Science of Sailing
The sailboat has been in existence for several thousand years. Until only about 150 years ago, when the steam engine became more practical, the sailboat was the main vessel for traveling over water. Learn about the basics of sailing, Newton’s law of motion and Bernoulli’s principle as well as comparing the advantages of a square sail and a triangular sail.
- Newton’s third law of motion
- Bernoulli’s principle
- Net forces
- Sailing principles
Naturally, a sail generates motion by capturing wind and using the current of the wind to move a boat. A sail with a larger surface area harnesses more wind, generates more thrust, and makes the boat move faster. However, there must be a balance between the weight of the sail and the amount of wind it captures. A large, heavy sail may end up slowing the boat down or tipping it over.
A square sail is the most efficient sail when sailing downwind. It captures all the wind with a large surface area and the wind pushes the boat forward. However, the large surface area does have a drawback of producing the most drag. Also, square sails are difficult to manage—furling (wrapping up), unfurling, and rotating the sail around the mast to capture wind at an angle can take a long time and requires several sets of hands. The main drawback of a square sail is that it cannot be used to travel into the wind. It only allows a sailboat to travel with the wind.
A triangular sail, also known as a lateen sail, is a much more versatile sail. For the same height and width, a triangular sail will capture half the wind compared to a square sail, meaning a boat with a triangular sail will travel about half the speed of a boat with a square sail in the same wind. The benefits of a triangular sail, however, have made them ubiquitous on nearly every sailboat. A triangular sail has the lowest drag, is easy to manage, and has the major advantage of allowing a sailboat to travel into the wind (at an angle) in a process known as tacking.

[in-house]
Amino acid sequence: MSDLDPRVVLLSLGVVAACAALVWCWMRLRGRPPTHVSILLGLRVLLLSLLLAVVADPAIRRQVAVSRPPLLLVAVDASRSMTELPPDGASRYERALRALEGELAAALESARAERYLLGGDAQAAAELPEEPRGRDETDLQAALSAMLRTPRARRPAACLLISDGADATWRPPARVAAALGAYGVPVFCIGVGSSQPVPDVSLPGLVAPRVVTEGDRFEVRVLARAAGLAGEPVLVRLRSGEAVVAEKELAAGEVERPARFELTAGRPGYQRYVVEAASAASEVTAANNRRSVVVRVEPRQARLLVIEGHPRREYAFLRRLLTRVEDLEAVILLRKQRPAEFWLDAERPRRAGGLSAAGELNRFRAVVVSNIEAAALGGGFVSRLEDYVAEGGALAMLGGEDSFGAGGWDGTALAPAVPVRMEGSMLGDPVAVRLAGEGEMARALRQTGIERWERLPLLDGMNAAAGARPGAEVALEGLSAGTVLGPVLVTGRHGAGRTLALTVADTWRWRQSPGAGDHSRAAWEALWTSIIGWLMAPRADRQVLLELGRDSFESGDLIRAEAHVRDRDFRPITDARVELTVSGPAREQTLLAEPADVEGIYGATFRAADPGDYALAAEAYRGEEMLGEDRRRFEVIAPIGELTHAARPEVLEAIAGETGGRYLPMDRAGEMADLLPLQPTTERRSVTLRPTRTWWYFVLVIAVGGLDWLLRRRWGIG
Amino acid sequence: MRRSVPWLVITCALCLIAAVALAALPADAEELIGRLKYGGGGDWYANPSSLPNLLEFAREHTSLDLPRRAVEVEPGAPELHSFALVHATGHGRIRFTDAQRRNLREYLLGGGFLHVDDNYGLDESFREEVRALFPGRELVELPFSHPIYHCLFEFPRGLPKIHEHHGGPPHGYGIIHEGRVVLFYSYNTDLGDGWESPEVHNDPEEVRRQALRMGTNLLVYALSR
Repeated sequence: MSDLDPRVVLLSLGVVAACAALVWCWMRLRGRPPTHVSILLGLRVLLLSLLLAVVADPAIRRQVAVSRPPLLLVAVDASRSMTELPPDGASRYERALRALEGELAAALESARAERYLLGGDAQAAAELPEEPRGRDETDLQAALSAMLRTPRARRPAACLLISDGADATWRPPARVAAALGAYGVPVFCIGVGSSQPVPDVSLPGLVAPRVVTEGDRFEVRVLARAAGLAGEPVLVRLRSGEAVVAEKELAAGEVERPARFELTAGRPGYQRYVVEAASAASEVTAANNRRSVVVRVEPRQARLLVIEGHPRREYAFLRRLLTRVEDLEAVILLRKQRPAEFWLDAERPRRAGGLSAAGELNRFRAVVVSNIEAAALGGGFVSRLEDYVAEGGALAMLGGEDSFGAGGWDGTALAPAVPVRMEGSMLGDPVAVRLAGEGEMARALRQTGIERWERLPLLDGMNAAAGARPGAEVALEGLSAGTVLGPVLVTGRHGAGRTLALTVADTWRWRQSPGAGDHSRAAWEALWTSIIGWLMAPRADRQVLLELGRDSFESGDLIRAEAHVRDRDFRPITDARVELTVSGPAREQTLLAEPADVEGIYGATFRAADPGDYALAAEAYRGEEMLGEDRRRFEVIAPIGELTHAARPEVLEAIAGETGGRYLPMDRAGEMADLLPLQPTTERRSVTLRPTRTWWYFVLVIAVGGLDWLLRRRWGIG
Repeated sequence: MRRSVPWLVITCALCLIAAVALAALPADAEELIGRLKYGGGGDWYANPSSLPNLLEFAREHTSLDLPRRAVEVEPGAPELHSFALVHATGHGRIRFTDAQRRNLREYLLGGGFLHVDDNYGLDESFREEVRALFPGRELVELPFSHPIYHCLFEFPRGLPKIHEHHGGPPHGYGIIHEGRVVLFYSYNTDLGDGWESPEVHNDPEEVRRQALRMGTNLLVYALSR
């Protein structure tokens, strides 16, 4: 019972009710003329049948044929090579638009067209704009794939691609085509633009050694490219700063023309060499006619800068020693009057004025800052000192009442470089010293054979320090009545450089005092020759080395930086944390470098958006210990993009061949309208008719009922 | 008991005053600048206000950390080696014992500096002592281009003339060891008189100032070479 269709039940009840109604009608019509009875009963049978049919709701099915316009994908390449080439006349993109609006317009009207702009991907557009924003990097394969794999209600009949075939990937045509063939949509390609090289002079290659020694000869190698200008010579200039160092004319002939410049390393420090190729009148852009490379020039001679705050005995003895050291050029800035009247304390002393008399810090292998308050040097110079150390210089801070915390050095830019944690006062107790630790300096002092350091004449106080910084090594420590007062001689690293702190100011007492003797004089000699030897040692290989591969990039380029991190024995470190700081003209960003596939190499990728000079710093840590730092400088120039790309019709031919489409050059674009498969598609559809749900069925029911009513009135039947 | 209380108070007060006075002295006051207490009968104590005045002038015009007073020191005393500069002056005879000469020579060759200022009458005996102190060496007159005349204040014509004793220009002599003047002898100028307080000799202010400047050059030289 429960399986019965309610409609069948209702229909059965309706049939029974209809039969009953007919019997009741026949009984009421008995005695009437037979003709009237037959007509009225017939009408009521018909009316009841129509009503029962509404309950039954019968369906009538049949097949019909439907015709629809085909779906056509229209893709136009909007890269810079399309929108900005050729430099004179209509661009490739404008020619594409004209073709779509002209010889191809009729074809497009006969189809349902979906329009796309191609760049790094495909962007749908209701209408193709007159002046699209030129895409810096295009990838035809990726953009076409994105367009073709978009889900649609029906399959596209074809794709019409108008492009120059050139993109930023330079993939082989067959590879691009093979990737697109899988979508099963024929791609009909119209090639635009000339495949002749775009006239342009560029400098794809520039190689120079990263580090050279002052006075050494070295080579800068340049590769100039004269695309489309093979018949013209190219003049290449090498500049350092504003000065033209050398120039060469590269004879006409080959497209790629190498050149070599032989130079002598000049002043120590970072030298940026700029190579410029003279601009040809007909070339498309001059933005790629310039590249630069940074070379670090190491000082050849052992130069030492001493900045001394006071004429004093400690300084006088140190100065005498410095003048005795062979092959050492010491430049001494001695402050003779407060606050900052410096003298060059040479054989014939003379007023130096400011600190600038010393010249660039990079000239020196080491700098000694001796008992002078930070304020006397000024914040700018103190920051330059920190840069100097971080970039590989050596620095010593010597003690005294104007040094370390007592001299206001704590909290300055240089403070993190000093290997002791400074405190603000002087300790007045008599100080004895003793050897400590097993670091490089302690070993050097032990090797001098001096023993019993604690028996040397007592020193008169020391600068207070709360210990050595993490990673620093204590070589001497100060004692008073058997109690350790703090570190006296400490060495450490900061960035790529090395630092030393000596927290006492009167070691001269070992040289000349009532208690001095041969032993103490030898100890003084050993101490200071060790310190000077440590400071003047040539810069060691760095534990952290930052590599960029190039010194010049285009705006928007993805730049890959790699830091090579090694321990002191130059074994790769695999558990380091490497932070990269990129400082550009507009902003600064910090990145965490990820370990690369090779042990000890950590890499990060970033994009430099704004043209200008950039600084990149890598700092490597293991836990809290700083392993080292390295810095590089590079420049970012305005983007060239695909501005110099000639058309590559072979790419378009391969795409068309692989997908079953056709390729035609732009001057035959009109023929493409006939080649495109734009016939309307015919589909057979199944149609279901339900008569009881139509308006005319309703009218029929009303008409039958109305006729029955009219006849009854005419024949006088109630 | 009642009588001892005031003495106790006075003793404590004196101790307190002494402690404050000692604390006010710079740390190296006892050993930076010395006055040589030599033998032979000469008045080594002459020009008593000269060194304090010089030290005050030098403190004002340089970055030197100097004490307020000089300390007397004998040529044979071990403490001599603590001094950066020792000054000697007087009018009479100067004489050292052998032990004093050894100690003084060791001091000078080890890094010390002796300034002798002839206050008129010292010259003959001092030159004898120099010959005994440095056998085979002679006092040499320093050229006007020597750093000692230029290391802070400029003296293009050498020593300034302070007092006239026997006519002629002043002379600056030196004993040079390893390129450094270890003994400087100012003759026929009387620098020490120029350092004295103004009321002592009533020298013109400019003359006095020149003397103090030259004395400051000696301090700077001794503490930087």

A triangular sail can generate forward thrust into the wind due to its orientation with the direction of the wind and the net forces that result from the action–reaction forces on the sailboat according to Newton’s third law of motion (see Figure 1).
To prevent the boat from tipping over, a keel is added to the bottom of the boat. The keel is the long “fin” that provides a counterforce to the force of the wind on the sail, allowing the boat to go forward without tipping over. The keel uses drag from the water to balance the “backward” motion from the wind, resulting in an overall forward moving sailboat. Without a keel (or friction on the wheels, in the case of the sail car) the sailboat would slide sideways as it moves and would have only a small amount of forward motion into the wind.
Along with Newton’s third law of motion, a triangular sail is also influenced by Bernoulli’s principle. Bernoulli’s principle states that the faster a fluid moves over a surface, the lower the pressure will be on that surface. Wind currents not only flow over the inside portion of the sail, but the outside as well. The wind that strikes the inside of the sail puffs the sail outward slightly (due to Newton’s third law). This puffed-out sail forms a type of airfoil (similar to that of an airplane wing). Therefore, the air that travels over the outside portion of the sail travels at a faster rate. This faster moving air reduces the pressure on the outside of the sail (see Figure 2). Now, there is high pressure on the inside and low pressure on the outside of the sail. Air moves from high pressure to low pressure (in the form of wind) and therefore this isolated pressure difference helps to “pull” the sailboat into the wind.
Build a sail car and experiment with a square sail and a triangular sail to learn the advantages and disadvantages of both types of sails.
Nut to fit thick screw
Nuts to fit thin screw, 2
Screws, thin, 2
Tissue paper, 1 sheet
Wood board with holes and eye screw, ¾" x ¾" x 4½"
The materials in this kit are considered nonhazardous. Take a one or two minute break in between blowing trials to avoid becoming lightheaded.
- Obtain the materials to construct the sailboat as shown in Figure 3.